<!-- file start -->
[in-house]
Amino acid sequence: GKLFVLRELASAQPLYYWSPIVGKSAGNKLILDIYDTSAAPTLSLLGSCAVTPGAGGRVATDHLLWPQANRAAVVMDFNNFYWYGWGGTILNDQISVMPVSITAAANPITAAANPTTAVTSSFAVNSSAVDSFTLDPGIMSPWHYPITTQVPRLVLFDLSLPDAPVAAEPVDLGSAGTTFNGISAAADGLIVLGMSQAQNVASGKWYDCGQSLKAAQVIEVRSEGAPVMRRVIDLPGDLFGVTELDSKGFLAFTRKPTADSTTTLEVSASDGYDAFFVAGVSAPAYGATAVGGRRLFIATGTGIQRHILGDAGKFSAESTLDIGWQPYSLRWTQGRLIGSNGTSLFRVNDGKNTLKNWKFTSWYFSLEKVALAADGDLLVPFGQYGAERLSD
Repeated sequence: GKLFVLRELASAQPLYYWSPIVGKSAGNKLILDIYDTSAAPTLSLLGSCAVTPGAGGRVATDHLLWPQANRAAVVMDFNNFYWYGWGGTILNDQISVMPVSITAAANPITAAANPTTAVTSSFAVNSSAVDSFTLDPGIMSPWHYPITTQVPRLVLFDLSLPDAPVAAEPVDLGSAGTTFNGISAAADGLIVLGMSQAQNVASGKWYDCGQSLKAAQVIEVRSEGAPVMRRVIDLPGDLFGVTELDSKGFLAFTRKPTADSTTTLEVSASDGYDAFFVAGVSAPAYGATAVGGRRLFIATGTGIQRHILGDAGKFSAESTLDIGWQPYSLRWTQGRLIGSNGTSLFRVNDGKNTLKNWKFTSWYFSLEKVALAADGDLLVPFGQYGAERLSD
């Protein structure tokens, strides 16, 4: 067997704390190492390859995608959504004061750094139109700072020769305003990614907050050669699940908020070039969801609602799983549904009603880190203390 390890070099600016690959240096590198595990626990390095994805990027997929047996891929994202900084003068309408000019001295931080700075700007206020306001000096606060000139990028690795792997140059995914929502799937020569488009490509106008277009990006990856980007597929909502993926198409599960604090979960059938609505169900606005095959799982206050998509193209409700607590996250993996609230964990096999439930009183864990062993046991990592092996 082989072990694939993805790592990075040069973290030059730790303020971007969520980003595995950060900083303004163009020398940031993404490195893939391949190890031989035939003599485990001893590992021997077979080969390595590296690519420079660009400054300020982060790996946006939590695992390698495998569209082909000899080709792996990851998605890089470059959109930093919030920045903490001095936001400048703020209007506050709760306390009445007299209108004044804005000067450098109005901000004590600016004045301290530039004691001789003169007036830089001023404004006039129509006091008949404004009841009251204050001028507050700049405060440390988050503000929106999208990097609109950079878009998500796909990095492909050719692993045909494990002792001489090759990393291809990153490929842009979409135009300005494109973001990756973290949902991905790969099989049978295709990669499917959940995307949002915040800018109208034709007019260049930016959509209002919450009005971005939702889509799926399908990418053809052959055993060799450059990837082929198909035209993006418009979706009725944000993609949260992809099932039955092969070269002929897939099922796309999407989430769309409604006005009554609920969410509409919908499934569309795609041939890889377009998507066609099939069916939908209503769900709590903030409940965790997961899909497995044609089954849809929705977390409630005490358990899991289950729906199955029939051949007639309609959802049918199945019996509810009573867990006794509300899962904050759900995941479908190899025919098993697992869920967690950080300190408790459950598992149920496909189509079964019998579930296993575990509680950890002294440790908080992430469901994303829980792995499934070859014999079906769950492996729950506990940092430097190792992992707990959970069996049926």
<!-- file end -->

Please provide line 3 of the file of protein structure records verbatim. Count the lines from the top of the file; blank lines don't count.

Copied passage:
Repeated sequence: GKLFVLRELASAQPLYYWSPIVGKSAGNKLILDIYDTSAAPTLSLLGSCAVTPGAGGRVATDHLLWPQANRAAVVMDFNNFYWYGWGGTILNDQISVMPVSITAAANPITAAANPTTAVTSSFAVNSSAVDSFTLDPGIMSPWHYPITTQVPRLVLFDLSLPDAPVAAEPVDLGSAGTTFNGISAAADGLIVLGMSQAQNVASGKWYDCGQSLKAAQVIEVRSEGAPVMRRVIDLPGDLFGVTELDSKGFLAFTRKPTADSTTTLEVSASDGYDAFFVAGVSAPAYGATAVGGRRLFIATGTGIQRHILGDAGKFSAESTLDIGWQPYSLRWTQGRLIGSNGTSLFRVNDGKNTLKNWKFTSWYFSLEKVALAADGDLLVPFGQYGAERLSD